Dr. Rusyn's laboratory has an active research portfolio funded by the National Institutes of Health and the US EPA with a focus on the mechanisms of action of environmental toxicants and the genetic determinants of the susceptibility to toxicant-induced injury. Through a combination of in vivo animal studies and experiments that utilize cellular and molecular models, Dr. Rusyn's laboratory aims to better understand why certain chemicals cause cancer or organ damage in rodents and whether humans in general, or any susceptible sub-population in particular, are at risk from similar exposures.
The main focus of our inter-disciplinary research is on improving the linkages between exposures and adverse health effects Specifically, we develop innovative experimental methods and computational tools which enable analysis of data across multiple dimensions including SNPs, -omic endpoints, multiple chemicals and traditional toxicity phenotypes.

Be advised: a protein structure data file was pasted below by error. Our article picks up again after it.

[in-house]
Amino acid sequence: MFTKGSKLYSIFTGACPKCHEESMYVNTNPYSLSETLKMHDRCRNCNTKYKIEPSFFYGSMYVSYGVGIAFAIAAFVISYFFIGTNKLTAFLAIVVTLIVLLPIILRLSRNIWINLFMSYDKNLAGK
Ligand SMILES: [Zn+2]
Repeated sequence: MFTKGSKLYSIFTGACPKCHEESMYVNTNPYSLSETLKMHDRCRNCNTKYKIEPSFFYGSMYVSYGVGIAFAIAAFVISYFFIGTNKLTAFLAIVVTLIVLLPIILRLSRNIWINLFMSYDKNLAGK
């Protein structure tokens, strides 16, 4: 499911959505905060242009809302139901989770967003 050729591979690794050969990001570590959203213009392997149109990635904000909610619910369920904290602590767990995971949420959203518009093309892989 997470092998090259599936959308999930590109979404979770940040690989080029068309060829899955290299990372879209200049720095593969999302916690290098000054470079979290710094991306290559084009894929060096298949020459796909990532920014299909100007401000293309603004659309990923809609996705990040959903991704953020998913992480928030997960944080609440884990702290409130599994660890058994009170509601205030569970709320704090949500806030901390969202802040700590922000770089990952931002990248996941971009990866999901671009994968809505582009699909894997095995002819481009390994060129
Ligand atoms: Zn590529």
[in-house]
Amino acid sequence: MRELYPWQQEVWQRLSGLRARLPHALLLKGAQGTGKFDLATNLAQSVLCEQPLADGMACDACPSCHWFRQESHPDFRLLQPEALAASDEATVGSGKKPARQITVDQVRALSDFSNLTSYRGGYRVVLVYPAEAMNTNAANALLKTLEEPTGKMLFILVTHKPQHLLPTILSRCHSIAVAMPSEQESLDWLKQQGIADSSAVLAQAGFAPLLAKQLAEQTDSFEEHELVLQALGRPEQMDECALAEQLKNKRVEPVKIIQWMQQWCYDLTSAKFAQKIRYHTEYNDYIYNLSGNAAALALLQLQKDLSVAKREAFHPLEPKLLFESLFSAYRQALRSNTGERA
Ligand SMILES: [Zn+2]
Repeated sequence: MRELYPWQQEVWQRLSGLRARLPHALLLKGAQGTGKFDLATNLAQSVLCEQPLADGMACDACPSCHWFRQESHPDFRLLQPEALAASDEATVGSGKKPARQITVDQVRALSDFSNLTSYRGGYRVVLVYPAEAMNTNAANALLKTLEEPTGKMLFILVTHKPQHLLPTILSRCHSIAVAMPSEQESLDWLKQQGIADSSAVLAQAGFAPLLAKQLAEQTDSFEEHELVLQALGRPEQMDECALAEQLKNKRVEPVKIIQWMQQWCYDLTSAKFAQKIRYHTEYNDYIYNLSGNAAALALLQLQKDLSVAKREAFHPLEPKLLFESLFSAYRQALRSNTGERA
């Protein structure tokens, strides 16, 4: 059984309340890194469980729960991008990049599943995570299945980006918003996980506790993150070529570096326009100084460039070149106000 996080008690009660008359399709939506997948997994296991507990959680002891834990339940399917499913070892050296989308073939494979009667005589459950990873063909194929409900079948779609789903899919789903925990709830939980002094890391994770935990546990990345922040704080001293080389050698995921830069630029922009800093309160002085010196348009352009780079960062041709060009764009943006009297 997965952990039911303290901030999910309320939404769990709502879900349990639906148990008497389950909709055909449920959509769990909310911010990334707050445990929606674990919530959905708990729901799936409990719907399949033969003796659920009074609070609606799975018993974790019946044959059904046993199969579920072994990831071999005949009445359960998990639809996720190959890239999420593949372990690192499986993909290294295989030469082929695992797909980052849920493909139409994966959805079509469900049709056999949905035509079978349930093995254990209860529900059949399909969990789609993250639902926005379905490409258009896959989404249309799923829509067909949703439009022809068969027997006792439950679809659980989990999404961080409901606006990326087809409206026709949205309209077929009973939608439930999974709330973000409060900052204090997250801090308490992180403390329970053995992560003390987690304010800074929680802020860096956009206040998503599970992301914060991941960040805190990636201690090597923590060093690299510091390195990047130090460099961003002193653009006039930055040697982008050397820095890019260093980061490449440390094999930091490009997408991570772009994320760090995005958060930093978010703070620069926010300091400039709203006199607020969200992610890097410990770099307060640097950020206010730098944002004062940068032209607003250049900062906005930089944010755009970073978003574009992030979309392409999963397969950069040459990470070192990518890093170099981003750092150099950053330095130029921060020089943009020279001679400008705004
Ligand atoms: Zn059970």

This laboratory was the first to report on the genetic regulation of gene expression in the liver. This work established the basis for understanding the impact of the genetic variability on the toxicity pathways. Our work is also defining a "toxicity susceptibility state" in mouse liver in response to acetaminophen, alcohol, peroxisome proliferators and trichloroethylene by combining knowledge of toxicology, metabolomics, gene expression profiling and mouse genetics. A key example of how the bedside-to-bench-to-bedside paradigm can serve to bridge clinical and experimental research is a recent paper published in collaboration with clinicians and geneticists where the genetic determinants of acetaminophen-induced liver injury were discovered.
The Science Magazine editor's choice profile of this work noted that "the hunt [for genetic biomarkers in human populations] can be streamlined by using data derived from genetically diverse mouse populations to guide the human studies."